The Abu Shushe mill is the last along its path, overlooking the Ginosar plains, 2km from the Sea of Galilee. It was owned by the Bedouin Sheikh of Ghuwayr Abu Shushe – a ruined village above the mill. In its vicinity are ruins of 6 more mills dated to the Ottoman period.
The mill was powered by an aqueduct that conveyed waters from a higher point along the stream.
A view of the aqueduct that led the water into the chimney.
This mill had dual chimneys that were fed from the aqueduct on the upper level, then its waters were used once agin to power 2 more mills on a lower level.
- Sugar production
The mill may have also processed sugar canes that were grown in the valley. Evidence of the sugar processing industry during the Crusaders and Mameluke periods was found nearby. A sugar furnace was found in the excavations of Horvat Minya.
A drone view of the ancient flour mill is seen in this YouTube video.
(b) El Qabu mill
Another ruined mill is located nearby, at a lower level close to the stream.
This is the el Qabu (the Dome) mill.
(c) Ein Dishna
Farther upstream is one of the springs that fed the stream – Ein Dishna (‘Ain el Mudowerah – the round spring). The waters collect in a pond between the trees.
Thomson described the spring in his 1861 book of “The Land and the Book” Volume 1:
Let us now turn southward a little, and examine ‘Ain el Mudowerah, the
famous Round Fountain, which for a long time was supposed to mark the site
of Capernaum. This Gennesaret was and is extremely well watered. … The streams from Rubudiyeh [Tsalmon] spread over the western side, and the Round Fountain waters the portion lying between it and the lake. … Here is the Round Fountain, covered up with bushes and briers. Dr. Robinson correctly describes it as ” enclosed by a low circular wall of mason-work, forming a reservoir nearly a hundred feet in diameter. The water is perhaps two feet deep, beautifully limpid and sweet, bubbling up find flowing out rapidly in a large stream to water the plain below.”
Excavations of 2012 revealed findings of the Pre-Pottery Neolithic period (10,000-6,500 BC).
(d) Faiz mill
Another mill is located near the spring – Faiz mill.
A closer view of the mill:
The mill received its waters from the aqueduct seen here on the top of the mill.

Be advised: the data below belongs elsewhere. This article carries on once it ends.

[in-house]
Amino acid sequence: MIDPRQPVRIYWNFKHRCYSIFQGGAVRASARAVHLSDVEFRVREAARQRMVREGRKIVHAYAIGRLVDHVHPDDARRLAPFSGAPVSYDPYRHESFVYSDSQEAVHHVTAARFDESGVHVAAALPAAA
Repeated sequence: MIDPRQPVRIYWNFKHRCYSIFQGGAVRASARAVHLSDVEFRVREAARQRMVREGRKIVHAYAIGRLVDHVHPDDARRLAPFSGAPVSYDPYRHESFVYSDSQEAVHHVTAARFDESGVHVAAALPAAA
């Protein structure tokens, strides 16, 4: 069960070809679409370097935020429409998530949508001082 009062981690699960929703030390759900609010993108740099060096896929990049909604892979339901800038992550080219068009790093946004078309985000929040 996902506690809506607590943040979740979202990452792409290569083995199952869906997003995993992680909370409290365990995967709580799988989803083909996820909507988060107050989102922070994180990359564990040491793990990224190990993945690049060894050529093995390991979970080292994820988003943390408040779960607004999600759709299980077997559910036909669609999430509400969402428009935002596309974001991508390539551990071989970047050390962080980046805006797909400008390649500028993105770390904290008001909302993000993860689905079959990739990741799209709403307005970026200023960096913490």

Nearby, across the stream, are ruins of yet another mill.
(e) Ghuwayr Abu Shushe
Ruins of a deserted Bedouin village are scattered on the hill above the mills. It was depopulated in 1948. The Arabic name means: Ghuwayr, Ghuweir – Arabic name of Plain of Ginosar; means: ‘The little lowland’. Abu Shushe: meaning ‘father of,’ wearing ‘a top knot.’
A trace of a road is seen here on the foothills, just above the modern road that passes in parallel to Nahal Tsalmon.
There village was built above an earlier settlement, as indicated by the ceramics and building blocks that are scattered on the hillside. This was perhaps the second temple period town of Ginosar.
(f) Maqam Abu Shushe
On a higher point of the village is the sheikh tomb of Maqam Abu Shushe. Its stones are basalt black, abd its dome is white.
On the western side of the tomb are arches that once supported a roof.
The entrance to the tomb is located on its northern side.
Inside the structure is the tomb, covered by rugs.
Another view of the tomb:
(a) Psalms 68, 15-16:
Tsalmon (Salmon) may have been referred in Psalms:
“When the Almighty scattered kings in it, it was white as snow in Salmon. The hill of God is as the hill of Bashan; an high hill as the hill of Bashan.”
(b) New Testament:
(b1, b2) Mark 6:53-56; Mathew 14:33-36
In these texts Jesus lands on the shores of the “land of Gennesaret”, which is called after Tell Kinneret (the main city at this area) or the valley south to it (along the shore until Magdala). Here he heals many people.
“And when they had passed over, they came into the land of Gennesaret, and drew to the shore. And when they were come out of the ship, straightway they knew him, And ran through that whole region round about, and began to carry about in beds those that were sick, where they heard he was. And whithersoever he entered, into villages, or cities, or country, they laid the sick in the streets, and besought him that they might touch if it were but the border of his garment: and as many as touched him were made whole”.
“Then they that were in the ship came and worshipped him, saying, Of a truth thou art the Son of God. And when they were gone over, they came into the land of Gennesaret. And when the men of that place had knowledge of him, they sent out into all that country round about, and brought unto him all that were diseased; And besought him that they might only touch the hem of his garment: and as many as touched were made perfectly whole”.
will be added
* External links:
- The Land and the book (3 volumes) -Thomson, William M. (William McClure), 1806-1894 from the Internet archive
- Sugar furnace in Horvat Minya
* Internal Links:
- Drone Aerial views – collection of Biblical sites from the air
- Horvat Minya – nearby Mameluke site
- Skull cave, Amud – nearby prehistoric site
- Flour mills in the Holy Land
Etymology – behind the name:
* Names of the sites:
- Tsalmon, Zalmon – the stream is named after a settlement that was fortified by Josephus Flavius during the great revolt.
- Nahal Tsalmon – the stream of Tsalmon;
- Wadi er. Rubudiyeh. Arabic name of the lower section. Meaning (based on PEF naming dictionary): “The valley of the lairs”.
- Ginosar – Genesareth – unknown meaning.
- Ein Dishan – the spring of Dishna; Dishna is based on Dashen – fertile.
- Abu Shushe – Arabic; meaning ‘ father of,’ wearing ‘a top knot.’
- Ghuwayr, Ghuweir – Arabic name of Plain of Ginosar; means: ‘The little lowland’, depression, or hollow.
- El Qabu (Kabu) – Arabic: ‘the dome’
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This page was last updated on Mar 7, 2020 (Added PEF map)